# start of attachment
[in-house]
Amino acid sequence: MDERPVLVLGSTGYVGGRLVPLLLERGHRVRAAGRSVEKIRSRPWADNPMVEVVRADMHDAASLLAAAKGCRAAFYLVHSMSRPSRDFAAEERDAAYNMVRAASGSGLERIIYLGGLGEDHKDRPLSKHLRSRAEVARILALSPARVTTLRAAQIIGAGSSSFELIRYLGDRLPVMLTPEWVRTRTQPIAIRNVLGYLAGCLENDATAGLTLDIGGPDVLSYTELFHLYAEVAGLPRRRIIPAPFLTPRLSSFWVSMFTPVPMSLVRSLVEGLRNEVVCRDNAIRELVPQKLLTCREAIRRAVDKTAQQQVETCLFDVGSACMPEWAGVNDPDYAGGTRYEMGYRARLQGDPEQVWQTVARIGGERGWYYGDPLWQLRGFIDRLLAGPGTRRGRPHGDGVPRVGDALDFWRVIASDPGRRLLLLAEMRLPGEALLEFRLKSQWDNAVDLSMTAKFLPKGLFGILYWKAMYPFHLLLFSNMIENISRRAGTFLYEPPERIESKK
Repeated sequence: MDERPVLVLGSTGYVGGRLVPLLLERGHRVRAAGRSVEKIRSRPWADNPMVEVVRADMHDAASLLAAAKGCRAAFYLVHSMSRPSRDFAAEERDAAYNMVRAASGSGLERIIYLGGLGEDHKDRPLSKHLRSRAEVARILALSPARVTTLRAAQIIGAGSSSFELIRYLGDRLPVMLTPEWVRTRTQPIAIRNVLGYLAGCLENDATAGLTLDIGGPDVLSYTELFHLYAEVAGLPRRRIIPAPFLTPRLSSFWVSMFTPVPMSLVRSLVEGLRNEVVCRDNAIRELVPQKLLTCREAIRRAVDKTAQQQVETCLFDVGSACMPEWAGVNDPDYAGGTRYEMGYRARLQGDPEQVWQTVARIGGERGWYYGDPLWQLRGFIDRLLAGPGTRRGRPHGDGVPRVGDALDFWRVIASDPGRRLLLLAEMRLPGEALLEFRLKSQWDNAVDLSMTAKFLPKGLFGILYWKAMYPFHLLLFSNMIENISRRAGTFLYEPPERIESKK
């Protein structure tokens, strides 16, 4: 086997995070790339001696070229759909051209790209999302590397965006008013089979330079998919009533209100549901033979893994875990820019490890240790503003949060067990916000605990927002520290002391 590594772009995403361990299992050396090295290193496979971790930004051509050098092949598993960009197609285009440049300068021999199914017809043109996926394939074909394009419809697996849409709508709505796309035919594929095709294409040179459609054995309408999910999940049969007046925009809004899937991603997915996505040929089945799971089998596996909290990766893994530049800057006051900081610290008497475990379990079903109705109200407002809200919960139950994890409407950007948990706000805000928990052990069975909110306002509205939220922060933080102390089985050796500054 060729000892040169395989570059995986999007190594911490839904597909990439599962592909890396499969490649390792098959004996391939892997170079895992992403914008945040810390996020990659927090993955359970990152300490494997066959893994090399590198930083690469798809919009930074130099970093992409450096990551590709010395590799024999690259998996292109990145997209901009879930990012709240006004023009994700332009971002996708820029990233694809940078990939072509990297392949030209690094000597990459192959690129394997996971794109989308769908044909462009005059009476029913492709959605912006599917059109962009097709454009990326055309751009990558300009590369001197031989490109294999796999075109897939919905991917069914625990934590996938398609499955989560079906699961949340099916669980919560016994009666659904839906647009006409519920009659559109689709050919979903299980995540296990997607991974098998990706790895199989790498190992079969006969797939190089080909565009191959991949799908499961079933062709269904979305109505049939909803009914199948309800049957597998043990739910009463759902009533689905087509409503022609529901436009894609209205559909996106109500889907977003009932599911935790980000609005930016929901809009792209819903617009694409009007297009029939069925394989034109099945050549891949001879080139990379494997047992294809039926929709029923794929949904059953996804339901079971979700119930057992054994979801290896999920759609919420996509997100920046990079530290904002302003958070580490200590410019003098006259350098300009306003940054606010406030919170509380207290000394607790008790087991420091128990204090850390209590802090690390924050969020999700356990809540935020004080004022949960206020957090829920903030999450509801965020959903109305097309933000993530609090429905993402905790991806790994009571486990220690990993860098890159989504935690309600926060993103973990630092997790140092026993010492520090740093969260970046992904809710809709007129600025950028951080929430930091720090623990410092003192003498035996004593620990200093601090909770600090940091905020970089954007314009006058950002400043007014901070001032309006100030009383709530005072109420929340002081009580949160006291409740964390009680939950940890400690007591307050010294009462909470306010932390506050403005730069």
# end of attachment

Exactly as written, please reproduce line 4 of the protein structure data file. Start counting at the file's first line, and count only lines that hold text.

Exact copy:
């Protein structure tokens, strides 16, 4: 086997995070790339001696070229759909051209790209999302590397965006008013089979330079998919009533209100549901033979893994875990820019490890240790503003949060067990916000605990927002520290002391 590594772009995403361990299992050396090295290193496979971790930004051509050098092949598993960009197609285009440049300068021999199914017809043109996926394939074909394009419809697996849409709508709505796309035919594929095709294409040179459609054995309408999910999940049969007046925009809004899937991603997915996505040929089945799971089998596996909290990766893994530049800057006051900081610290008497475990379990079903109705109200407002809200919960139950994890409407950007948990706000805000928990052990069975909110306002509205939220922060933080102390089985050796500054 060729000892040169395989570059995986999007190594911490839904597909990439599962592909890396499969490649390792098959004996391939892997170079895992992403914008945040810390996020990659927090993955359970990152300490494997066959893994090399590198930083690469798809919009930074130099970093992409450096990551590709010395590799024999690259998996292109990145997209901009879930990012709240006004023009994700332009971002996708820029990233694809940078990939072509990297392949030209690094000597990459192959690129394997996971794109989308769908044909462009005059009476029913492709959605912006599917059109962009097709454009990326055309751009990558300009590369001197031989490109294999796999075109897939919905991917069914625990934590996938398609499955989560079906699961949340099916669980919560016994009666659904839906647009006409519920009659559109689709050919979903299980995540296990997607991974098998990706790895199989790498190992079969006969797939190089080909565009191959991949799908499961079933062709269904979305109505049939909803009914199948309800049957597998043990739910009463759902009533689905087509409503022609529901436009894609209205559909996106109500889907977003009932599911935790980000609005930016929901809009792209819903617009694409009007297009029939069925394989034109099945050549891949001879080139990379494997047992294809039926929709029923794929949904059953996804339901079971979700119930057992054994979801290896999920759609919420996509997100920046990079530290904002302003958070580490200590410019003098006259350098300009306003940054606010406030919170509380207290000394607790008790087991420091128990204090850390209590802090690390924050969020999700356990809540935020004080004022949960206020957090829920903030999450509801965020959903109305097309933000993530609090429905993402905790991806790994009571486990220690990993860098890159989504935690309600926060993103973990630092997790140092026993010492520090740093969260970046992904809710809709007129600025950028951080929430930091720090623990410092003192003498035996004593620990200093601090909770600090940091905020970089954007314009006058950002400043007014901070001032309006100030009383709530005072109420929340002081009580949160006291409740964390009680939950940890400690007591307050010294009462909470306010932390506050403005730069």